So, How Many Hats Do You Wear?

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Pensacola, Florida, United States
Husband. *Dog Dad.* Instructional Systems Specialist. Runner. (Swim-challenged) Triathlete (on hiatus). USATF LDR Surveyor. USAT (Elite Rules) CRO/2, NTO/1. RRCA Rep., FL (North). Observer Of The Human Condition.

Tuesday, March 23, 2010

Keeping Track Of "Stuff"

MEMO TO SELF: Make certain to finish Census paperwork. Yes, I know it only consists of ten least according to the government propaganda (sorry, advertising). But there are so many other things I have to do...and I thought my wife completed one for us the other day. Alas, it was not so. So, in order to spare some part-time government-worker (now there's a double oxymoron!) the potential pain of seeing me in-between workouts, dripping sweat or pool water (Which is more frightening, all: me in race-cut running shorts all sweaty, or me in a Speedo? Personally, I'll take me in the Speedo.), I guess I better take the time to (as in the classic Cheech & Chong routine) zign ze paperz, olt mahn...
Seriously, who has time to keep track of all the important stuff which needs to be accomplished? It's bad enough I spend up to twelve hours a week running, swimming, bicycling, or elliptical training...add to that the amount of time it takes to get there & back (unless on the indoor trainer), make myself presentable to the rest of the human race (my aging but loving d-a-w-g cares not whether or not I stink; my ageless & loving wife a little less so), & then...keep track of what I did, how long I did it, what shoes I wore, how high my heart rate was on know the drill.

Then my wife wonders why I spend so much time on the computer.
I'm glad much of the stuff (nearly) automatically downloads from my go-go-Garmin 310XT gadget. So far it has been rather reliable; a couple of hiccups here & there, but after you provide the obligatory thirty second blue-streak-o'-questionable language & reset the booger you're pretty much good to go.

The challenge, however, is to know what all those numbers you're collecting really mean in the grand scheme of things. Does knowing your average heart rate for bike rides over 20 miles provide you any insight into how you're going to perform on race day? Or, does your average run pace on the Wednesday evening run foretell your half-marathon time? It may, & it may not. Sometimes when race day arrives you have to put the unimportant data off to the side & look more closely at the important stuff: How far do I have to go? How much harder can I go? Have I gone too hard already?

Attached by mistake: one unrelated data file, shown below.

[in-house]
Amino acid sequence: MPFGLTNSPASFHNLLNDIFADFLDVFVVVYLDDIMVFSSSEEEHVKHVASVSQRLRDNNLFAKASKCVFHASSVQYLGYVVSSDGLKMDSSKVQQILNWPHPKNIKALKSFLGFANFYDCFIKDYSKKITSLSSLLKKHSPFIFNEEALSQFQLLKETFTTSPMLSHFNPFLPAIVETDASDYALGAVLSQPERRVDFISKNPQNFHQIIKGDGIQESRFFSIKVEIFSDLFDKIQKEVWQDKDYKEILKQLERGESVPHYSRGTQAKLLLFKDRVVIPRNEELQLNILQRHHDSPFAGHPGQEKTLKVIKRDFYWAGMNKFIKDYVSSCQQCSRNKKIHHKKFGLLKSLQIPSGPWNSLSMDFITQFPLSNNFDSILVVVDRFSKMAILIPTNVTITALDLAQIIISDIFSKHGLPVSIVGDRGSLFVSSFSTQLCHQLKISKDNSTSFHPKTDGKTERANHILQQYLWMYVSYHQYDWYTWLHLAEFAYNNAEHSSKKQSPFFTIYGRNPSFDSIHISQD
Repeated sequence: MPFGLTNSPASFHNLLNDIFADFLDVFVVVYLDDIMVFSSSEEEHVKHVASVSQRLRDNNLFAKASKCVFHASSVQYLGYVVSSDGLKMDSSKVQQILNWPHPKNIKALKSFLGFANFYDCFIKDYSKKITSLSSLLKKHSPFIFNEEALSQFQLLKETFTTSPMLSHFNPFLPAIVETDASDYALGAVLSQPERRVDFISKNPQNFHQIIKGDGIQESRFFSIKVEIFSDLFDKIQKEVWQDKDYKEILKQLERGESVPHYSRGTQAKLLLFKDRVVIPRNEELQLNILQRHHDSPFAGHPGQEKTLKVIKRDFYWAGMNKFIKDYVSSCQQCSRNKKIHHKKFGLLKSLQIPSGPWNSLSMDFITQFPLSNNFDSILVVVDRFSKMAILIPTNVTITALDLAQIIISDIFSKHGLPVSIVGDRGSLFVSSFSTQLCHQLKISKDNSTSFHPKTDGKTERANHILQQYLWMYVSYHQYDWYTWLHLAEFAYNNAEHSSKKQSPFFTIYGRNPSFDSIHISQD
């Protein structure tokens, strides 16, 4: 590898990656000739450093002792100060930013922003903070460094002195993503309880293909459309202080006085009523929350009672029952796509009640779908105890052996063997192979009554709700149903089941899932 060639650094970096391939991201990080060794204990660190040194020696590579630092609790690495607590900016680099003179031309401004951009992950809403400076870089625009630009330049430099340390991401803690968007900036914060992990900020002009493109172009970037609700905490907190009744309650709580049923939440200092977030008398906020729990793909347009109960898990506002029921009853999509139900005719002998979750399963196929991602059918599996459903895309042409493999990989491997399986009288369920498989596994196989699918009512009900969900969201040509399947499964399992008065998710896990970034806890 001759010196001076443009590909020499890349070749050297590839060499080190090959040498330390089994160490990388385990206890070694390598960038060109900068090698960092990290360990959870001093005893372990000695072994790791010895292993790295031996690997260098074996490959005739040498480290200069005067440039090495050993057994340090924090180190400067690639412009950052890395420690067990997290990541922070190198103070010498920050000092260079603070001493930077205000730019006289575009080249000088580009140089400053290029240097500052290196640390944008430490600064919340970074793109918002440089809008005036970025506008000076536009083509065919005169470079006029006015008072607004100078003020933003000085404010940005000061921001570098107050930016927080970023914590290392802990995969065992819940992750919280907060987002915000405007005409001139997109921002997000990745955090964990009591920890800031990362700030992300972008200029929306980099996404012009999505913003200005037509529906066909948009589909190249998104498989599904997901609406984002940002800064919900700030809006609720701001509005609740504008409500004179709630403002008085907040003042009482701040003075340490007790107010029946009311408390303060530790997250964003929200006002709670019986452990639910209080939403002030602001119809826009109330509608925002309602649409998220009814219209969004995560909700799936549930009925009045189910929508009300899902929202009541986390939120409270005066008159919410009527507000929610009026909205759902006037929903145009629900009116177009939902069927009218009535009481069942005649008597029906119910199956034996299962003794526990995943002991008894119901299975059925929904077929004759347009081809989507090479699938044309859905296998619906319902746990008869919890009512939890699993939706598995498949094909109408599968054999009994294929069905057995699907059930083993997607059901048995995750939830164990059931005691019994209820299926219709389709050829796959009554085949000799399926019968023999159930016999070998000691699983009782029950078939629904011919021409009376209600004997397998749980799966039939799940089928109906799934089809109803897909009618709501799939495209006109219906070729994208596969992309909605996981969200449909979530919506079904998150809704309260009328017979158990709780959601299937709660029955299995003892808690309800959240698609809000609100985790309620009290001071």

Yes, we can suffer temporary (or permanent) paralysis by analysis because we're too busy crunching numbers to race or train like a Jedi: Trust your feelings, young pad'wan learner. Get too tightly tied up in the minutiae of the training plan; go this duration at that power, then follow it with...aarrgghh. What in heaven's name did we do before heart rate monitors, power meters & other technological training wheels?

There's a place for all this good stuff, as long as you know the physiological feedback which equates to the number: What does an eight-minute mile on the run, or a 1:30 for 100 yards in the swim, or a 20-mile-per-hour speed when you're in big ring/small cog feel like? 'Cause, what do you do on the race day when your battery dies, or the numbers aren't matching up with the ones for which you were hoping?
At that point you have two choices: panic, or have fun. For most of us this was never meant to be work, & it never should be. In my own case, the day endurance sport begins to look, smell, feel, act or taste like work...that's the time to find something else with which to fill the void in my personal calendar.

Why should being a tri-geek or a runner, or a swimmer be like work? There are times my father has marveled at the stuff I do (writing & all that good stuff), because the best stuff gets done during the moments I manage to shoehorn (or crowbar) out of the middle of my work day. Yes, I do get "stuff" done there...probably because I don't spend as much time keeping track of it.

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